About the author

Matt is the author, co-author, secondary-author, ghost-author, and non-author of articles, speeches, book chapters, and even entire books! Next will be the bestseller "Losing My Religions." Currently, he is President of One Step for Animals; previously, he was shitcanned from more nonprofits than there is room to list here. Before Matt’s unfortunate encounter with activism, he was an aerospace engineer who wanted to work for NASA to impress Carl Sagan. His hobbies include photography, almost dying, and {REDACTED} He lives in Tucson with Anne and no dogs, no cats, and no African tortoises (although he cares for all of these).

Monday, November 9, 2020

More on Biden as the Best Candidate for 2020

As a follow-up to this and this (and this new piece in the Washington Post: Joe Biden is already showing he is the right president for the moment), from the NY Times:

The Biden Bump

If Democrats had nominated any candidate other than Joe Biden, President Trump may well have won re-election.

It’s impossible to know for sure, of course. But Biden won the states that decided the election narrowly — by two percentage points or less in Arizona, Georgia, Pennsylvania and Wisconsin, current vote counts suggest. And there is good reason to believe other Democrats might have lost these states. Consider:

  • In several swing states — including Georgia, Michigan and North Carolina — Biden also did better than the Democratic nominees for Senate. (Arizona is an exception.)
  • In Nebraska’s Second Congressional District, the Democrats nominated a Bernie Sanders-style candidate — Kara Eastman, who backs “Medicare for all” and was endorsed by progressive groups like the Justice Democrats — for a House seat. She lost her race by almost five percentage points, while Biden won the district by almost seven points.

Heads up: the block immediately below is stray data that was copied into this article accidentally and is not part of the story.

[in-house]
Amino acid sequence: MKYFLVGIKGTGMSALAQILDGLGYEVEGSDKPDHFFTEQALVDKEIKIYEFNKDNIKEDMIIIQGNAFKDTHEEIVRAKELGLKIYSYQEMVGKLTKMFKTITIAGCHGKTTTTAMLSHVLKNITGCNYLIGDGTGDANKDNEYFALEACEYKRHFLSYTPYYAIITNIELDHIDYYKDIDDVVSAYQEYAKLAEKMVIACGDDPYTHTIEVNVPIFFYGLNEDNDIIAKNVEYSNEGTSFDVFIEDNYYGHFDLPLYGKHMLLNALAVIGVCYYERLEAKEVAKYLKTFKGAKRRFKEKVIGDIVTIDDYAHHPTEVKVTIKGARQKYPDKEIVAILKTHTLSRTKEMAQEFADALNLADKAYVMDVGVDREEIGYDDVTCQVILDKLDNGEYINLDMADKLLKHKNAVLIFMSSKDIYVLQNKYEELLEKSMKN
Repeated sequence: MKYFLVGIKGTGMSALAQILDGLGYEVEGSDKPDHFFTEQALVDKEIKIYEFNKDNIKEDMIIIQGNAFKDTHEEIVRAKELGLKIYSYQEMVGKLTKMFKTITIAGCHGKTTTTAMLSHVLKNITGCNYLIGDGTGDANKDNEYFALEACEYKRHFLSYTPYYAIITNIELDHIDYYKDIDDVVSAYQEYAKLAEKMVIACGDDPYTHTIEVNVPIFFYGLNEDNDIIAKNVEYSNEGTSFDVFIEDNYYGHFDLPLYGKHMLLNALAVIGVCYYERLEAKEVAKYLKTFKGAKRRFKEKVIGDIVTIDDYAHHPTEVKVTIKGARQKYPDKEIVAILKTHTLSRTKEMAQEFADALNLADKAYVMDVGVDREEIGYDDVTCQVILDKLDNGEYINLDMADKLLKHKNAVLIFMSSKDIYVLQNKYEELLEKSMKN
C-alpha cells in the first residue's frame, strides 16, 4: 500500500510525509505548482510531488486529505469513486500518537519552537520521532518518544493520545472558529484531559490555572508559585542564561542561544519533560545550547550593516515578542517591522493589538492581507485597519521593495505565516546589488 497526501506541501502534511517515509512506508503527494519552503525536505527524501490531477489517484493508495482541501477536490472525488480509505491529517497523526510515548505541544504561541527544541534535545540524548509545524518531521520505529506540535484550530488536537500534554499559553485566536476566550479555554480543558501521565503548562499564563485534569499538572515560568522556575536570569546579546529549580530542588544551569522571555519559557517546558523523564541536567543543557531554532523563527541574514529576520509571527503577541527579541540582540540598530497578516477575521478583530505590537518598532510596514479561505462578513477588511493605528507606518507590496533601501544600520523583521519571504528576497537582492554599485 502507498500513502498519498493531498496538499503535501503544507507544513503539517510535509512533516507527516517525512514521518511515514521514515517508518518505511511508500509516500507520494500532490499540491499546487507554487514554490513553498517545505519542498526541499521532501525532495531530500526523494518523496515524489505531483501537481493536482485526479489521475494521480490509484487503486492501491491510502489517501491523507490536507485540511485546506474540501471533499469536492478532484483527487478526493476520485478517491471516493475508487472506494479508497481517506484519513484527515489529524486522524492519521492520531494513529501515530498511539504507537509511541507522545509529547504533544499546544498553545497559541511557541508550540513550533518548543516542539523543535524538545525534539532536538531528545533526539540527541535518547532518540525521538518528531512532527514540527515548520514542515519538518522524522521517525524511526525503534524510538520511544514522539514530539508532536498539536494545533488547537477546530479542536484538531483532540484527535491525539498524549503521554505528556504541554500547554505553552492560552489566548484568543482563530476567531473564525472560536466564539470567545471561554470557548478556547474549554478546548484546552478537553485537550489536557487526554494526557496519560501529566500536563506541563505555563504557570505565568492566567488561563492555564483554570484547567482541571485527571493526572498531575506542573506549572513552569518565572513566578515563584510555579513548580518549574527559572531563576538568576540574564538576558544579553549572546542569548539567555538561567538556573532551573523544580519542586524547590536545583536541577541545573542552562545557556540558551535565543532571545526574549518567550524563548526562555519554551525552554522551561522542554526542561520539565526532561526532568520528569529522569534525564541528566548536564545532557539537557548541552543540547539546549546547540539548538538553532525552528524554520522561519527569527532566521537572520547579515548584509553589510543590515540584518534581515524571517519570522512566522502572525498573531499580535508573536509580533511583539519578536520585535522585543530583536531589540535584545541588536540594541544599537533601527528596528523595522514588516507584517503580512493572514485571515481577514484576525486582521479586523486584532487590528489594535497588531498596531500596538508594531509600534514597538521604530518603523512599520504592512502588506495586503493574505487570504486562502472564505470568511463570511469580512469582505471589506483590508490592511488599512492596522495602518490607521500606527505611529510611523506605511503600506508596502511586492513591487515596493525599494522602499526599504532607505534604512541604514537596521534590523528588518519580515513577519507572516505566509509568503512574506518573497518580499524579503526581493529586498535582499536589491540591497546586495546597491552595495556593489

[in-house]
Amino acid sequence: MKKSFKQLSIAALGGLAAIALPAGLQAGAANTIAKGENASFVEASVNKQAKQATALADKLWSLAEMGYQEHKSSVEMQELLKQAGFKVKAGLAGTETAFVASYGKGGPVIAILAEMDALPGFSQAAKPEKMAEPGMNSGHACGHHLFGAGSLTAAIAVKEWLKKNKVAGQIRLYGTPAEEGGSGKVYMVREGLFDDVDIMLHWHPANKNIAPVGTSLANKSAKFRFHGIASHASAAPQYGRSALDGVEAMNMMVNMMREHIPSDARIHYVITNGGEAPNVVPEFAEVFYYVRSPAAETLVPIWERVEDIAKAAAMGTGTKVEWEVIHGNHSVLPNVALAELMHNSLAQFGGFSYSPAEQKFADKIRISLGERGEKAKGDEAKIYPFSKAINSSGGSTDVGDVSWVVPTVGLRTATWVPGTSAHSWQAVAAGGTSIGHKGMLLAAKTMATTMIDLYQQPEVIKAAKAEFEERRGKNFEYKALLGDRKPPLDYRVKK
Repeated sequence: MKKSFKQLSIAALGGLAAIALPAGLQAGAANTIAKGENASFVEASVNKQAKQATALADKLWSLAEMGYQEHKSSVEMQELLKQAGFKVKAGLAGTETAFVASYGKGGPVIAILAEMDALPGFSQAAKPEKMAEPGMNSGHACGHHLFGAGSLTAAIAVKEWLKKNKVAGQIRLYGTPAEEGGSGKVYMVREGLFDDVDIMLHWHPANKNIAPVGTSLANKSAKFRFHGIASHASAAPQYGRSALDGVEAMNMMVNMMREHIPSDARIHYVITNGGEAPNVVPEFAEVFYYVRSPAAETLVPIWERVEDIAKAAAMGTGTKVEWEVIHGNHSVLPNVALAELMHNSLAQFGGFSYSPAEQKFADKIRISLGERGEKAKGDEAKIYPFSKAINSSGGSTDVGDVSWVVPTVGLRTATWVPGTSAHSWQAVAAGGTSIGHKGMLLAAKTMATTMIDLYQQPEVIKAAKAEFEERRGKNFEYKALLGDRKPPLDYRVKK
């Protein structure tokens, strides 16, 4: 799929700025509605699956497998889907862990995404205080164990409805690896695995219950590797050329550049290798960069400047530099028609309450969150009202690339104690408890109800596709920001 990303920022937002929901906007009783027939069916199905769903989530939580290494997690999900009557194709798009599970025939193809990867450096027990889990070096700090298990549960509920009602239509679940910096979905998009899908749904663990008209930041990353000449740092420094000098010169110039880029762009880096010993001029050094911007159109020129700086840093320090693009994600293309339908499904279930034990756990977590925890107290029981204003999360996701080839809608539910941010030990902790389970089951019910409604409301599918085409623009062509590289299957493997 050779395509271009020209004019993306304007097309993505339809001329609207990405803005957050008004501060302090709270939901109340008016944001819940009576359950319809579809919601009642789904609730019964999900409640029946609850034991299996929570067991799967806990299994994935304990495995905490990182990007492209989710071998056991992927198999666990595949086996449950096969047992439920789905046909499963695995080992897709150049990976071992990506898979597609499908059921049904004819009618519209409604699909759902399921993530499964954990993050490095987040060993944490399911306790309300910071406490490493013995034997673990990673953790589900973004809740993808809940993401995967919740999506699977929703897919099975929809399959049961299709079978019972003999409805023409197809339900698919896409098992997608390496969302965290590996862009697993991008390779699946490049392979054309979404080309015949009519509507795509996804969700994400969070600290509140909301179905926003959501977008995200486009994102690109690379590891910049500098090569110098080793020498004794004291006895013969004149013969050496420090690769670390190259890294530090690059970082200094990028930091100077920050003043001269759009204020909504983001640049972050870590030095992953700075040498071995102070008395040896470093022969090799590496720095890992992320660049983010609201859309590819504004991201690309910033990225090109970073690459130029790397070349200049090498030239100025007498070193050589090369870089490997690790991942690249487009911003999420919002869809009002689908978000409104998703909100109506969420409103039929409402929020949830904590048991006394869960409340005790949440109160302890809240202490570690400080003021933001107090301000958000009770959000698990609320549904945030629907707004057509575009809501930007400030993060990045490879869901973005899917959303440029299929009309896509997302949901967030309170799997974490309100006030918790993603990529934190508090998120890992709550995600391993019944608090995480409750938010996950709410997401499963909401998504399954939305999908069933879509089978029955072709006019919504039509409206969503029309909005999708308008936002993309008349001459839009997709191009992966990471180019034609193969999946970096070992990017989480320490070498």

• These election results are consistent with polls from over the past year that showed Biden faring better against Trump than other Democrats in hypothetical matchups.
By The New York Times

Why does this matter? For the past four years, Trump has dominated American politics. At times, he has seemed to possess magical political powers, winning the presidency despite rejecting the usual rules of politics and maintaining a roughly steady approval rating even as he was impeached and presided over a terrible pandemic.

In the end, though, Trump didn’t have magical powers. He instead became only the fourth elected president in the past century to lose re-election, after Herbert Hoover, Jimmy Carter and George H.W. Bush. That’s the good news for Democrats.

But there is also a large dose of bad news for Democrats. Despite Trump’s defeat, the Republican Party has retained its popularity in much of the country. A small but crucial segment of Americans chose to vote for both Mr. Biden and Republican congressional candidates.

This combination means that neither party has an obvious path forward. Democrats are almost certainly fooling themselves if they conclude that America has turned into a left-leaning country that’s ready to get rid of private health insurancedefund the policeabolish immigration enforcement and vote out Republicans because they are filling the courts with anti-abortion judges. Many working-class voters — white, Hispanic, Black and Asian-American — disagree with progressive activists on several of those issues.

But the notion that Democrats should simply move to the center on every issue also seems wrong. A big increase in the minimum wage passed in Florida last week with 61 percent of the vote. Several drug-decriminalization measures also passed. Expansions of Medicaid, a health-insurance program mostly for low-income people, have also passed in red states.

Republicans have a different set of problems. They have lost the popular vote in seven of the last eight presidential elections. They now appear headed toward a messy struggle over who their new national leaders will be — or whether Trump himself will continue to dominate the party.

For more: Congressional Democrats are arguing over the party’s next steps, Michael Shear and Maggie Astor of The Times report. And Ross Douthat, an Op-Ed columnist, looks at how Republicans can become a majority party after Trump.

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